Elsewhere in Africa, Air Mauritius board of directors announced on 23 April that the airline would be put into voluntary administration to try and salvage the business. Ethiopian Airlines has also indicated it is in discussions with the airline to revive it.
RwandAir, the national carrier of Rwanda has announced that it will slash the net salaries of its staff by between 8 and 65 % as part of measures to cushion the airline from the adverse effects of the coronavirus pandemic.
Kenya Airways has on its side converted some of its passenger planes into cargo freighters in an attempt to keep some operations going during the lock down, shipping fresh produce and horticulture products to Europe and on its return necessary medical items, industrial equipment, packaging materials and courier packages.
Ethiopian Airlines has also increased its presence in the cargo market with more than 70 cargo destinations now being served as compared to the 10 destinations it served at the beginning of the year. At the same time, the airline announced it could need financial support if the crisis were to last another three months.
African airlines could lose $6 billion of passenger revenue in 2020, 50% of the current jobs (3.1 million) and lose 51% of traffic this year compared to 2019. And losses will not be confined to airlines: airport companies, regulators, air navigation companies, handlers, airport concessionaires are all facing unprecedented financial losses.
Because airlines play a pivotal role in economies through trade and commerce, and because they will be crucial in any economic recovery, to avoid a total collapse of the industry, all airlines need to get some kind of support or another from states or by the end of COVID-19 there will not be any airlines left to fly. Some countries have set up stimulus packages, and IATA is calling for direct financial support, loans, loan guarantees and support for the corporate bond market, and tax relief. Such relief should not be limited to further subsidisation of state owned carriers but also be aimed at private owned airlines.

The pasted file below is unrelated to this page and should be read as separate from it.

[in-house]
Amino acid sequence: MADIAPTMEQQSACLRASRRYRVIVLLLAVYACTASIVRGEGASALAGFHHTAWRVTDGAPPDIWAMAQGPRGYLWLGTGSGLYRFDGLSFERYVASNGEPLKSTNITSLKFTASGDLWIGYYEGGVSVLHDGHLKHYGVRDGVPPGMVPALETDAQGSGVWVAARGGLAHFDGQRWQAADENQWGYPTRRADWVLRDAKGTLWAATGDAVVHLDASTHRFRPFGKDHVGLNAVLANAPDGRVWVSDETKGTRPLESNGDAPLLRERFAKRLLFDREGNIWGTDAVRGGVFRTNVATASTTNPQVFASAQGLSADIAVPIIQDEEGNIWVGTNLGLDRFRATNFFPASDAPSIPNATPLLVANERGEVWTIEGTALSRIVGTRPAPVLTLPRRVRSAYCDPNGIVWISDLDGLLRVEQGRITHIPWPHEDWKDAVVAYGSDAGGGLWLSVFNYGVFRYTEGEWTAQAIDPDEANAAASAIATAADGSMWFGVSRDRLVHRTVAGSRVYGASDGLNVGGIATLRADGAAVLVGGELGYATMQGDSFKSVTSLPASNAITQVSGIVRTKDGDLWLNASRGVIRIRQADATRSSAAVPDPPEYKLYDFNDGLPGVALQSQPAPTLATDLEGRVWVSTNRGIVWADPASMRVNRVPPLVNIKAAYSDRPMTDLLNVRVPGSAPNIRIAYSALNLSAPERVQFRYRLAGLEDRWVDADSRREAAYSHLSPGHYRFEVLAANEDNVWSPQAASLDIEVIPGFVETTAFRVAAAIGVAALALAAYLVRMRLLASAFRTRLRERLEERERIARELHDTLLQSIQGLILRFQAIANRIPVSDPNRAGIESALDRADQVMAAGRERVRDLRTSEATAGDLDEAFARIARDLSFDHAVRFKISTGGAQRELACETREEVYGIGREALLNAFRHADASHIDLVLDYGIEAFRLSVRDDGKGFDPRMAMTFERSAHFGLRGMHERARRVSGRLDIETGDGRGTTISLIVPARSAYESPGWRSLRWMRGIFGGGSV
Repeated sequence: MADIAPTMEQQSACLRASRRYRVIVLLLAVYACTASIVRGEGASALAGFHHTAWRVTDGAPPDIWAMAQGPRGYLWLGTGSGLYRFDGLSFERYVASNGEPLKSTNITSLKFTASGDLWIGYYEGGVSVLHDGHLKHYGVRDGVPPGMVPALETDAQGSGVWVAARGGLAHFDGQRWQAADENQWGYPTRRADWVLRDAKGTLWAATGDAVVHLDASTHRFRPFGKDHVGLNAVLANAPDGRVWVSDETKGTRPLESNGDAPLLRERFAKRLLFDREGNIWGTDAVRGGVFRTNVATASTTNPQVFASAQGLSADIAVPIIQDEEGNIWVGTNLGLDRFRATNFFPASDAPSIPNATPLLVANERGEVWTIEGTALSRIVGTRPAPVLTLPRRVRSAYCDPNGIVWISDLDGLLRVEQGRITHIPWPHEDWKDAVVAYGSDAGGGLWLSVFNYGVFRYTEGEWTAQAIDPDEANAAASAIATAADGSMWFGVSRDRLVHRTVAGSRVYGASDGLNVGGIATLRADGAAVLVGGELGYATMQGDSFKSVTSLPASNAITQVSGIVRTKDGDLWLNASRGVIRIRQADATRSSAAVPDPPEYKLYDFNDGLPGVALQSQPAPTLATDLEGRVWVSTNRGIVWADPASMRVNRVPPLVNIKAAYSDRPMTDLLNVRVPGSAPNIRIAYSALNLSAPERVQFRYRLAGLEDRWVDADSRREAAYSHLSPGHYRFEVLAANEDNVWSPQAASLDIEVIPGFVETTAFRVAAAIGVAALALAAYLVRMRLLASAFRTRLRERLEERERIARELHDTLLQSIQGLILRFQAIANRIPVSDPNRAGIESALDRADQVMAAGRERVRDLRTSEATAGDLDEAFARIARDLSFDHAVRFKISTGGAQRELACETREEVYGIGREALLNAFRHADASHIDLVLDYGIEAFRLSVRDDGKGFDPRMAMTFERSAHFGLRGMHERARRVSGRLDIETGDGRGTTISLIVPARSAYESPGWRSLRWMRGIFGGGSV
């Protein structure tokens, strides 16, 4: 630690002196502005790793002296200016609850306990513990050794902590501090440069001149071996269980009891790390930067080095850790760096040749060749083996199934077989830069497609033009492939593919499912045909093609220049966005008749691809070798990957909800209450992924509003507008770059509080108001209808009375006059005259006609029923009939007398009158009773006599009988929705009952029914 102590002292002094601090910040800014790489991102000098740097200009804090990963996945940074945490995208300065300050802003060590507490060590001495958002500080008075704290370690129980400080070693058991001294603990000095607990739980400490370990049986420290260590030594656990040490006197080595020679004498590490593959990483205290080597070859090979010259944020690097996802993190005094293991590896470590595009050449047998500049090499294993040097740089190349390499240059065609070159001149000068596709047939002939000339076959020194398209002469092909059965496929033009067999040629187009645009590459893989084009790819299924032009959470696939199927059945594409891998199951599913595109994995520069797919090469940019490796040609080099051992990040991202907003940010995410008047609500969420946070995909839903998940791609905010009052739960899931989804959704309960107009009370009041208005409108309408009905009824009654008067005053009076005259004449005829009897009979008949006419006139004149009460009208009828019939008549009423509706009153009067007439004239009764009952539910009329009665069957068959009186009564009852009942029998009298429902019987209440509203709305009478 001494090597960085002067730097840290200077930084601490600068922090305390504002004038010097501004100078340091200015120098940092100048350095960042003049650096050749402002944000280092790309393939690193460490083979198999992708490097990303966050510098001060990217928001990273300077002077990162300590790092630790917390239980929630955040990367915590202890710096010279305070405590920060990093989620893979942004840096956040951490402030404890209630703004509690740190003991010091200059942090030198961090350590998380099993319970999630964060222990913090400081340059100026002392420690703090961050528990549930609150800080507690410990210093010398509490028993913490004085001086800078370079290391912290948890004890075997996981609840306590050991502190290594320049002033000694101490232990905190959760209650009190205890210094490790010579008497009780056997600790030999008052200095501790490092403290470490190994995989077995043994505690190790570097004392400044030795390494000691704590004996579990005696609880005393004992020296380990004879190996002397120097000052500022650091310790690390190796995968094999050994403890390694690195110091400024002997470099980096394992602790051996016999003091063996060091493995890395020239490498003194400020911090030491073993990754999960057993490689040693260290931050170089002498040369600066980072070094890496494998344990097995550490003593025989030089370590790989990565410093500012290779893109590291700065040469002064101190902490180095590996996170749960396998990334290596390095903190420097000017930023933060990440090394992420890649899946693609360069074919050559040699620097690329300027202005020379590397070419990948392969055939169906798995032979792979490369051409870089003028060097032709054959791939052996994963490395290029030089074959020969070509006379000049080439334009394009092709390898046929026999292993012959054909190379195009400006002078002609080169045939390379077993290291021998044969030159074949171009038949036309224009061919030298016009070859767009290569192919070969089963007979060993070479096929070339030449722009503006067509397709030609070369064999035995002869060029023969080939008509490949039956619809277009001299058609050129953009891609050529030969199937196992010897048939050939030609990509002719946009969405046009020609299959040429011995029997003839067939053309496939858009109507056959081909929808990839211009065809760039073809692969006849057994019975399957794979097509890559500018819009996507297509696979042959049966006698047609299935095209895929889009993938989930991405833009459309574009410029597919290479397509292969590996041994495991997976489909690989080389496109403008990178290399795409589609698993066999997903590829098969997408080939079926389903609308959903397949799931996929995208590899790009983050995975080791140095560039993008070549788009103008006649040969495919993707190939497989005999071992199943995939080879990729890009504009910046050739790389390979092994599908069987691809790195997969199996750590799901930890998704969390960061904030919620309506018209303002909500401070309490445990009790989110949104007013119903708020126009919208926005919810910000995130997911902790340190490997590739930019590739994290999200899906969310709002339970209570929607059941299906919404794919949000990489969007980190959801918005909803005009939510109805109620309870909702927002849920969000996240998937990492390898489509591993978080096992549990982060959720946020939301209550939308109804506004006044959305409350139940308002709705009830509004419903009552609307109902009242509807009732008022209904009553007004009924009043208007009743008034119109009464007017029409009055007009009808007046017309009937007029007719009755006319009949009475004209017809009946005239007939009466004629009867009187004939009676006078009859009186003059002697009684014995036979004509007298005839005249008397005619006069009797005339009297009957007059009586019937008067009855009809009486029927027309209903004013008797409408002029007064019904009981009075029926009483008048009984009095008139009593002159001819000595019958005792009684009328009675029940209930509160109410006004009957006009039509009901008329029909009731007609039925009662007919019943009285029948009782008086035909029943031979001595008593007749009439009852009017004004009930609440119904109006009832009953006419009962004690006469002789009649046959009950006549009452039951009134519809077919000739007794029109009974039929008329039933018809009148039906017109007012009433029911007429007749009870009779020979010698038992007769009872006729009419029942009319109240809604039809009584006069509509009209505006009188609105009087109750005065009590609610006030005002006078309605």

With many uncertainties on the recovery of the sector, heightened by the fact that demand for scheduled passenger flights may dwindle for some time, the aviation industry is not likely to fully recover anytime soon. While travel restrictions make it impossible to fly to certain destinations, many people will likely shun air travel for fear of contracting the virus. There could however be some opportunity hidden in the crisis, and some analysts view is that the crisis could be a blessing in disguise. Consolidation will happen in the market, and could be used by airlines to utilise assets more effectively. It could be an opportunity for airlines to open up more to partnerships, and regional cooperation will be paramount.
The biggest opportunity will be getting the single African Air Transport Market (SAATM) pushed through finally. The SAATM is a flagship project of the African Union Agenda 2063, an initiative to create a single unified air transport market in Africa to advance the liberalization of civil aviation in Africa and act as an impetus to the continent’s economic integration agenda. SAATM will ensure aviation plays a major role in connecting Africa, promoting its social, economic and political integration and boosting intra-Africa trade and tourism as a result.
Removing this barrier would enable all African carriers to compete on a more level playing field and allow smaller carriers to establish connexions which will really stimulate the economic recovery of Africa.
Analysts would also like to see each African sub-region having a couple of airlines criss-crossing the region offering affordable, reliable and competitive services plus a mega transcontinental carrier. This idea would be a revival of what was tried in its time by Air Afrique and that Ethiopian Airlines seems now eager to try, especially now it is talking with Air Mauritius and would be happy to discuss with SAA.
At the end of the day, if the COVID-19 crisis ends up forcing African stakeholders into realising that national borders are meaningless in today’s aviation landscape, and that pan-African airline groups, run on commercial terms without excessive government interference are the future, then it could become a true opportunity for African aviation. The coming up online of the AFCFTA (between 2020 and 2021 depending on the COVID-19 impact for its implementation) could be the unique opportunity to give effect to the SAATM and creating the enabling environment for this to happen.